This means your training zones will be set more accurately - since a rider might have a very good FTP but an appalling sprint, and vice versa. FTP only tells a small segment of the story.
‘4DP’ is exclusive to The Sufferfest and now to Wahoo SYSTM, and was a year in the making. The training company worked with Apex Cycling coach Neal Henderson to develop the protocol based on his work with pro athletes and the values taken will be applied to intervals so that each effort can be correctly tailored.
Both FTP or the 4DP numbers can be set manually using a power meter and standard turbo. However, the app also uses Bluetooth and ANT+. If you have a smart turbo trainer, the two can be set up to communicate.
If you do this, the number at the top right hand corner will show both current output and the goal. The red line at the bottom, which shows what's to come, is accompanied by a green line which shows what you've actually done - and you can see clearly if the two don't match.
In ERG mode, a smart trainer used with the app will automatically increase the resistance when required too.
What added extras are there on The Wahoo SYSTM app?
Importantly the new SYSTM app includes all The Sufferfest videos (and its unique humor!) and there will continue to be new Sufferfest content on the Wahoo app. Currently there are 43 bike training videos, 30 yoga videos targeting specific areas for cyclists, 21 mental training tutorials and four run sessions.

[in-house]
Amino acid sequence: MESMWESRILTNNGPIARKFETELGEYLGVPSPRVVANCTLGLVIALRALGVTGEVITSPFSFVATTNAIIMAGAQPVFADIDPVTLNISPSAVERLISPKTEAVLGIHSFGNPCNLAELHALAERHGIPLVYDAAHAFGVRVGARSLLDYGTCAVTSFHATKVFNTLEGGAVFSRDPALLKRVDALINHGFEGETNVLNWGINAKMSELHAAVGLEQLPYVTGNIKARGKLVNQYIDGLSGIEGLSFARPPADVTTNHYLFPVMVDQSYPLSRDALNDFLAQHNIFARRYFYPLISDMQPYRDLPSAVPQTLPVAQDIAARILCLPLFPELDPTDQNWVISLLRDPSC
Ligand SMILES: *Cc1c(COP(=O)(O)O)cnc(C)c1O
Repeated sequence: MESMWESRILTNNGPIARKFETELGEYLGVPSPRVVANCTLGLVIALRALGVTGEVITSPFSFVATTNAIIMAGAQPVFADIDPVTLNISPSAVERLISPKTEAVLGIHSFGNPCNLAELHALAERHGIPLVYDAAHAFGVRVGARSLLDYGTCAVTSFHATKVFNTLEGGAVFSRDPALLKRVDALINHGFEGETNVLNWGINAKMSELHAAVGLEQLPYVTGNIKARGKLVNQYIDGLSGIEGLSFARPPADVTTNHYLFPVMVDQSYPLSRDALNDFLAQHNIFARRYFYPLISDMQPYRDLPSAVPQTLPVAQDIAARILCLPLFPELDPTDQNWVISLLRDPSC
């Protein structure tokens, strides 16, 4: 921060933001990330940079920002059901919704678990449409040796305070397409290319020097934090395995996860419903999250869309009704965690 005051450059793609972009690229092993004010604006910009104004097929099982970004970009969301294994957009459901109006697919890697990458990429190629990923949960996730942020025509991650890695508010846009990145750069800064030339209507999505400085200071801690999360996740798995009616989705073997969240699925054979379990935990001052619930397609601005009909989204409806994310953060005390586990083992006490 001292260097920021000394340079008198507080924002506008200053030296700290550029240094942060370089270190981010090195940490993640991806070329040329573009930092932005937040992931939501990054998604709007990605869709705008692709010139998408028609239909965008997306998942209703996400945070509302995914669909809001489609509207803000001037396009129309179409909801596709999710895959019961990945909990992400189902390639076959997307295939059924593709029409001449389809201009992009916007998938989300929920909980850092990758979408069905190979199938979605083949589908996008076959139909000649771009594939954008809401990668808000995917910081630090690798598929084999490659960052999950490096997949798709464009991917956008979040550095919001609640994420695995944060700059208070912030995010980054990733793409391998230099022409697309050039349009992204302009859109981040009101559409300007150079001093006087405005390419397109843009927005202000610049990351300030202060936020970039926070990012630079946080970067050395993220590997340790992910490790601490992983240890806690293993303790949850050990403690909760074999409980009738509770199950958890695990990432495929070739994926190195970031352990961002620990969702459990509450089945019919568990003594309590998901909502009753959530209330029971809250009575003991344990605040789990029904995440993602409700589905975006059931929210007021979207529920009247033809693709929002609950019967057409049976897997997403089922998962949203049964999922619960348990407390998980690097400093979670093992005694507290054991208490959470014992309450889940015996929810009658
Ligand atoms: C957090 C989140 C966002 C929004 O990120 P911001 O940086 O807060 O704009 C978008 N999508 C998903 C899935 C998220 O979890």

The traditional bike training sessions - 'Hell Hath No Fury', 'Angels' (3 x 8min climbing/strength) and 'A Very Dark Place' (5 x 4min V02 efforts) - are joined by less physically demanding sets such as 'Elements of Style' which is focused on form and pedal stroke.
On completion of a session, this is logged in the rider's profile, and an email is sent with a downloadable file which can in turn be uploaded to systems like Training Peaks.
Additionally there are on-location workouts as well as strength and mental training and more.
Those familiar with The Sufferfest will recognise the on-location workouts; similar in style to ‘To Get To The Other Side’, just a little less brutal. These workouts are still designed by Mike Cotty of the Col Collective; think videos of stunning European cols combined with ‘sweetspot’ training and you get the picture. It’s worth noting that these sessions are music-free, with Wahoo opting instead for the sound of Cotty clicking through the gears as the road points up.
Another new feature on the SYSTM app is ‘A Week With…’. Here you follow a professional cyclist (such as ex-Sky pro Ian Boswell) and their routine. This could include yoga sessions, structured workouts and recovery efforts as well as 'behind the scenes' videos that let you know a little more about the rider and their daily life.